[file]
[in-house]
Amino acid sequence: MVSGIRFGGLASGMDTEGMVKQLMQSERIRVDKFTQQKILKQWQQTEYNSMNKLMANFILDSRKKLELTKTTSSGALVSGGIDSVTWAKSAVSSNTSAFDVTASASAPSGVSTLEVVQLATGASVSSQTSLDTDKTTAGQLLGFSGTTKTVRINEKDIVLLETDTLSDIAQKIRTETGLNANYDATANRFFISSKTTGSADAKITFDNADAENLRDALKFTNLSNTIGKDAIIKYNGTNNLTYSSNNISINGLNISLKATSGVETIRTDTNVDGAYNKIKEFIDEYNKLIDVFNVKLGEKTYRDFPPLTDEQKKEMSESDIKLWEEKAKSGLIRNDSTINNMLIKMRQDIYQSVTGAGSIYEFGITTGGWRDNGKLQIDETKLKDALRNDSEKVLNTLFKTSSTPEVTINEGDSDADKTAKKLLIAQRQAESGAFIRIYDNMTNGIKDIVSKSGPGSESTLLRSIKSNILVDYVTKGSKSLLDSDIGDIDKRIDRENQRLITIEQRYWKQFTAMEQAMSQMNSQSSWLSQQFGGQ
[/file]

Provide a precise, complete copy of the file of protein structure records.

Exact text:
[in-house]
Amino acid sequence: MVSGIRFGGLASGMDTEGMVKQLMQSERIRVDKFTQQKILKQWQQTEYNSMNKLMANFILDSRKKLELTKTTSSGALVSGGIDSVTWAKSAVSSNTSAFDVTASASAPSGVSTLEVVQLATGASVSSQTSLDTDKTTAGQLLGFSGTTKTVRINEKDIVLLETDTLSDIAQKIRTETGLNANYDATANRFFISSKTTGSADAKITFDNADAENLRDALKFTNLSNTIGKDAIIKYNGTNNLTYSSNNISINGLNISLKATSGVETIRTDTNVDGAYNKIKEFIDEYNKLIDVFNVKLGEKTYRDFPPLTDEQKKEMSESDIKLWEEKAKSGLIRNDSTINNMLIKMRQDIYQSVTGAGSIYEFGITTGGWRDNGKLQIDETKLKDALRNDSEKVLNTLFKTSSTPEVTINEGDSDADKTAKKLLIAQRQAESGAFIRIYDNMTNGIKDIVSKSGPGSESTLLRSIKSNILVDYVTKGSKSLLDSDIGDIDKRIDRENQRLITIEQRYWKQFTAMEQAMSQMNSQSSWLSQQFGGQ